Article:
Sidney Philcox is one of the men named on the Bottesford ‘church list’ of WW1 Servicemen.
Dates of the births of members of the Philcox family are slightly inconsistent in the various records examined, and those given here may be in error to a small extent. Even so, they set out a coherent family history.
Sidney Philcox was born on the 23rd October, 1893, at Bottesford, the son of Kate Philcox, whose parents were John Philcox, who was born in 1830 at Battle, Sussex, and Sarah Philcox (nee Robinson), born in 1831 at Bottesford. John and Sarah were married on the 23rd April 1855 at Bottseford. By 1871, they were living on Albert Street with six children, Mary (aged 13), John (9), Sarah Elizabeth (7), Fanny (5) and twins Annie and Kate who were born on the 18th February 1871 and baptised two days later. Annie sadly died very soon after.
Kate Philcox went on the marry Alfred Cragg Singleton in 1896, and they had two daughters, Elsie (b.1898) and Gladys (b.1899). However, her son Sidney was born in 1893. Moreover, when he was living with the Singletons in 1911 he was described as a stepson. This implies that Alfred Singleton was not his father, whose identity has not been discovered.
In 1901, eight years old Sidney was living with his elderly grand-parents, John and Sarah, at 8 Chapel Street, together with his 17 year old cousin Minnie Hands. His mother Kate Singleton and her husband and daughters lived round the corner at 20 Queen Street. Sarah Philcox died in 1904 aged 73, and John in November 1910, aged 80. In 1911, Sidney, now an 18 year old ‘assistant butcher’, was the stepson in the family of Alfred and Kate Singleton and their daughters, who by now lived in Normanton, just north of Bottesford.
Sidney Philcox served in the Royal Marines Light Infantry during WW1. He was Private 18121, Chatham Division. When he enlisted on the 9th August 1913, aged 19, he declared that he had been born in Bottesford on the 23rd October 1893, was a butcher’s assistant and that his next of kin was his mother, Kate Singleton, of Normanton, Bottesford.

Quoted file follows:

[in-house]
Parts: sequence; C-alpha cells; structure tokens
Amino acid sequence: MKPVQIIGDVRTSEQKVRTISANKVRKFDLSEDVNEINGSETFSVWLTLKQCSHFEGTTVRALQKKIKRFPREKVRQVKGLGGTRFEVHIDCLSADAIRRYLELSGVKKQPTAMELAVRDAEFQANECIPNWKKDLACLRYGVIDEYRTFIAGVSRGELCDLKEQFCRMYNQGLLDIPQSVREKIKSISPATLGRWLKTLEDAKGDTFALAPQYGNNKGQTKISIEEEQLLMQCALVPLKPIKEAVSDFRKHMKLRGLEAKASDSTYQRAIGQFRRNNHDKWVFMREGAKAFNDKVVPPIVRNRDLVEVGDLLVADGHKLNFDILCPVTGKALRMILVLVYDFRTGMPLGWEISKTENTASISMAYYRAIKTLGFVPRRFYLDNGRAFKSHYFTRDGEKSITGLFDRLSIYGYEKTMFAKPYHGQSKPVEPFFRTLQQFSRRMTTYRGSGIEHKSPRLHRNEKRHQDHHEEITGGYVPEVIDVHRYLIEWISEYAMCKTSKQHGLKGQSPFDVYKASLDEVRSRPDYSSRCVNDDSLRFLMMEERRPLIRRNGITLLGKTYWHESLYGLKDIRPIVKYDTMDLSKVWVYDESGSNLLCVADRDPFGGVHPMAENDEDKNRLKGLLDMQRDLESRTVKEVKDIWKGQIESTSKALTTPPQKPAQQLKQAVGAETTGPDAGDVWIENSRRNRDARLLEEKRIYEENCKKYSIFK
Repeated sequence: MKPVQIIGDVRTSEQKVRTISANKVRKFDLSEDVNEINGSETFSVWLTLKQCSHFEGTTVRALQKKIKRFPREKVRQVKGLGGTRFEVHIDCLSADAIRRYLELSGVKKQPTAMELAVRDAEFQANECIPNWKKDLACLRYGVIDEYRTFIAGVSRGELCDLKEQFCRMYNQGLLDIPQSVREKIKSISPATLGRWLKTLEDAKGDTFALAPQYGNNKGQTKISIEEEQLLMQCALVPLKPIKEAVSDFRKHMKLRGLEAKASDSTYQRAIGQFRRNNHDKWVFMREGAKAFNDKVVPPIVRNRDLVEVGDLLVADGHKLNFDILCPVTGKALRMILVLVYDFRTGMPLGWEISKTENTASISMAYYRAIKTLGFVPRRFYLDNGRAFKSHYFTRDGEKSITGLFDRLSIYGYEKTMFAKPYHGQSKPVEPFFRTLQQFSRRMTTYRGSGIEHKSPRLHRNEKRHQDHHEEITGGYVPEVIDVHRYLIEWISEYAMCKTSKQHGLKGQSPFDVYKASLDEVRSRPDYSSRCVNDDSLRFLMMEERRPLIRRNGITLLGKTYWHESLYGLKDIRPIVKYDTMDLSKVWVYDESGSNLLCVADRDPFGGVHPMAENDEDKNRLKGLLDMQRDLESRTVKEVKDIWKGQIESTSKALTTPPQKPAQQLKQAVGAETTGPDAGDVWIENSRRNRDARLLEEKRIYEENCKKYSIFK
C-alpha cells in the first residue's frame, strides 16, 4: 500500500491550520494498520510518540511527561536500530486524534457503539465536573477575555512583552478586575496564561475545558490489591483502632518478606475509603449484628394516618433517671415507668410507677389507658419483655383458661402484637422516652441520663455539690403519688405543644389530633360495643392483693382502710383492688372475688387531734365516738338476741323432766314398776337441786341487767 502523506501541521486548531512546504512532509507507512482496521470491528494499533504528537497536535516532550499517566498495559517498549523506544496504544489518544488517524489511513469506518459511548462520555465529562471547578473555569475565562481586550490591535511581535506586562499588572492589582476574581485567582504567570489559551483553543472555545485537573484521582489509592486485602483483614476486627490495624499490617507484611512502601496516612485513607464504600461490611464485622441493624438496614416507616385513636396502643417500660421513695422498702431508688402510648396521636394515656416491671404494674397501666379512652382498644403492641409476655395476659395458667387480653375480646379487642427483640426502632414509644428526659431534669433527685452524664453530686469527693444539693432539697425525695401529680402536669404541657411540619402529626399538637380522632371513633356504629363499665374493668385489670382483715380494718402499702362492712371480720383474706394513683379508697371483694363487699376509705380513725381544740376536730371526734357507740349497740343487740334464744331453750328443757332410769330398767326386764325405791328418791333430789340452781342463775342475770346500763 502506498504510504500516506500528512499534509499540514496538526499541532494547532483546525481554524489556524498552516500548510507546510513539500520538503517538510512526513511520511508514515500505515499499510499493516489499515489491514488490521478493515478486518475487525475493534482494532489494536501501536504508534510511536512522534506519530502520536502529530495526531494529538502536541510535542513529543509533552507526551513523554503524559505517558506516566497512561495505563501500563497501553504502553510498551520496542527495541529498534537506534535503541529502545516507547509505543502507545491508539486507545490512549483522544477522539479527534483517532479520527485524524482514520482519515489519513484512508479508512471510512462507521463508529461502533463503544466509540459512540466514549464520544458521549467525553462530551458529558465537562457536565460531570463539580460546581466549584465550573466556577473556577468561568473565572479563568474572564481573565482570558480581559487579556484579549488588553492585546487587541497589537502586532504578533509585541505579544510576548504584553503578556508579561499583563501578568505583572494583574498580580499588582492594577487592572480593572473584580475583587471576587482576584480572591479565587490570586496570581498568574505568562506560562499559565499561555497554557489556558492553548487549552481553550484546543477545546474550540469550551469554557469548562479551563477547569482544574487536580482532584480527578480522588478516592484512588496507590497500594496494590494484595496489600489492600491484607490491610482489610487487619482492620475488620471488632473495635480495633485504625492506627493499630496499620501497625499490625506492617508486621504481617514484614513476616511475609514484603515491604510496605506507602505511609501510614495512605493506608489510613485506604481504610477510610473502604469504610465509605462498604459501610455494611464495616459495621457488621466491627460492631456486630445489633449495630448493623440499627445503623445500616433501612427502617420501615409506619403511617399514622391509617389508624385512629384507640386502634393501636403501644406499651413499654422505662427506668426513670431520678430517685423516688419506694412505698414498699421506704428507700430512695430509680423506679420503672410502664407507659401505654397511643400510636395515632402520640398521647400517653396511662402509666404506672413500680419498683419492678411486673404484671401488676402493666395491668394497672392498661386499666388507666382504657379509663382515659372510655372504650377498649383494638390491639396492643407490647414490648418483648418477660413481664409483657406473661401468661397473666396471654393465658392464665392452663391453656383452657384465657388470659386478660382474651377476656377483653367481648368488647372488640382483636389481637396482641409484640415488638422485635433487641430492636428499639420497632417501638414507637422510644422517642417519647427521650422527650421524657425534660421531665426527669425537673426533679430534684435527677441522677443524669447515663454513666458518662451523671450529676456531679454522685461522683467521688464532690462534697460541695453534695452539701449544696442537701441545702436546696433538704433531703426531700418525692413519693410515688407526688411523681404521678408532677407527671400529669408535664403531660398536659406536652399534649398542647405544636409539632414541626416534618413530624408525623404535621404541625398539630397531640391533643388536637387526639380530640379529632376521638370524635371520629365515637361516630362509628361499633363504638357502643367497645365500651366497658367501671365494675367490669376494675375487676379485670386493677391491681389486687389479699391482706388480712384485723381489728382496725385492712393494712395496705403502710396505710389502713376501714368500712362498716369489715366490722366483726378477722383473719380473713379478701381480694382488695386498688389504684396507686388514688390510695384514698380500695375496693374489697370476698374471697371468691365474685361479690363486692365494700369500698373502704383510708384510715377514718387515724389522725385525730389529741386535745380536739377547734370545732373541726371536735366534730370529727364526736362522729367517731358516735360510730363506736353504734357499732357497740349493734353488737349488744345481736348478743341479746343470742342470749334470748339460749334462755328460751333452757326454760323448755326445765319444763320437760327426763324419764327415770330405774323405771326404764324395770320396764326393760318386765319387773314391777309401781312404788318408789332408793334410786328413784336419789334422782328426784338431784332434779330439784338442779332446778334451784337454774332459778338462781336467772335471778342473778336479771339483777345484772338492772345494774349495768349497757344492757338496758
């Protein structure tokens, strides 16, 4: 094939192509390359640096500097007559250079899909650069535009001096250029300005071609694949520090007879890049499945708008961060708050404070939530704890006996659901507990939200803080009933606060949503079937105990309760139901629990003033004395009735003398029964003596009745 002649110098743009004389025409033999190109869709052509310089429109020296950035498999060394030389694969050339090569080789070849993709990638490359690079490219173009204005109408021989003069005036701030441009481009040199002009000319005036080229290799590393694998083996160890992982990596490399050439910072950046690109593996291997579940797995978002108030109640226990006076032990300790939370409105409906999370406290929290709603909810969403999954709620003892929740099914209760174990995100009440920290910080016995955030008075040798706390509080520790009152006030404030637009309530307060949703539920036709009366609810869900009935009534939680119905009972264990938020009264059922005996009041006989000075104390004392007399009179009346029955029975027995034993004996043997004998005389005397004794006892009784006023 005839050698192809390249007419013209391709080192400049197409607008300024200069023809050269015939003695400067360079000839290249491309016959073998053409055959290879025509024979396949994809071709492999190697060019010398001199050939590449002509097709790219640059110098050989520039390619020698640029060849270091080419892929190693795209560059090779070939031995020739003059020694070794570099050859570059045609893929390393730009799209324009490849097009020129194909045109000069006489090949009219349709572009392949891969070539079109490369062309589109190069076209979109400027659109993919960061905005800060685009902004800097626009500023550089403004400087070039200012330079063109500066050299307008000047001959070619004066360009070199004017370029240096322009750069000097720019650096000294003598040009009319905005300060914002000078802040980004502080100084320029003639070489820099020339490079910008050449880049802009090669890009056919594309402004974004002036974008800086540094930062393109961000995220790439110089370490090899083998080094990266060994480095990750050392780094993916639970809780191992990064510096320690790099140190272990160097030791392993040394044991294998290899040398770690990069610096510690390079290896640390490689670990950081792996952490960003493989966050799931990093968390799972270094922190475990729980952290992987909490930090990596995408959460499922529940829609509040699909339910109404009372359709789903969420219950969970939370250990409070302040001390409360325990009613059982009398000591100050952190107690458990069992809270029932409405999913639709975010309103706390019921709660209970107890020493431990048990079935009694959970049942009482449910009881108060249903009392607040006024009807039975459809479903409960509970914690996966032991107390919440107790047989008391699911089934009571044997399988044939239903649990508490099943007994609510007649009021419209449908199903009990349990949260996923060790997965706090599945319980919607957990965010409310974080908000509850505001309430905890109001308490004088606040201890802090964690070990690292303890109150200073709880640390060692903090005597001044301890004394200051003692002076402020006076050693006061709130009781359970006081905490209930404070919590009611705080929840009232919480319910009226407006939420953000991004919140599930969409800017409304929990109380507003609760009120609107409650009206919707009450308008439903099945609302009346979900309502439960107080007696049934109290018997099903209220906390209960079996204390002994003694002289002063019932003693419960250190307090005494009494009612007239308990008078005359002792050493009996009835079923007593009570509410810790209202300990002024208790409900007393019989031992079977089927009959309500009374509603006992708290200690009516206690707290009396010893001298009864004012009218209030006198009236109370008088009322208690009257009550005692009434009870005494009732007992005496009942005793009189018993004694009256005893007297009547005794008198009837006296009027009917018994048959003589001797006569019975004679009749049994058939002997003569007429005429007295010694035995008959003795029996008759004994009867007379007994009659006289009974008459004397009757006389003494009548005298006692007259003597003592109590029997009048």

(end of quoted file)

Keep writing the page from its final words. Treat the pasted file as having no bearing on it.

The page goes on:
His service record sheet indicates that after being at Chatham until the 23rd November 1914 he embarked on the Laconia, where he remained until the 3rd February 1916. She had been built as a passenger liner, launched in 1911 and owned by the Cunard Line. On the outbreak of war she had been converted into an armed merchant cruiser and based at Simon’s Town, South Africa. She patrolled in the Indian Ocean and became the HQ ship for operations to capture Tanga and the colony of German East Africa. She was returned to Cunard in July 1916, but tragically was torpedoed and sunk on the 25th February 1917 off Ireland.
After leaving the Laconia, Sidney Philcox served on HMS Cyclops, a submarine depot and repair ship, and then on HMS Victorious, a pre-dreadnought battleship used as a repair ship. He was discharged on the 22nd January 1922, giving his address as Sunnybank, Stromness. He enrolled for a further five years in the Reserve. Though never promoted, his character was described as “Very Good”.
He was awarded the 1914-15 Star, the Victory Medal and British War Medal.
After the war
We have found almost nothing from the online records about Sidney Philcox’s life after leaving the navy. No records of him have been found in Electoral Rolls or in the 1939 register, and his death record has not been found, but has become clear that following the war he lived most, if not all, of the remainder of his life in Orkney. There is a record of a man named Sidney Philcox who married Irene M Berry in 1928 at Bromley, Kent, but this seems unlikely to have been the man from Bottesford. Mr Sid Cameron, Sidney Philcox’s grandson, has kindly informed us (see the following Comment) that Sidney Philcox’s had two wives. His first wife died “very young, suffering from gum disease”. Sid Cameron’s mother, named Violet, must have been Sid Philcox’s daughter from his second marriage. The family lived in Stromness, Orkney, and Sid died around 1961 suffering from lung cancer.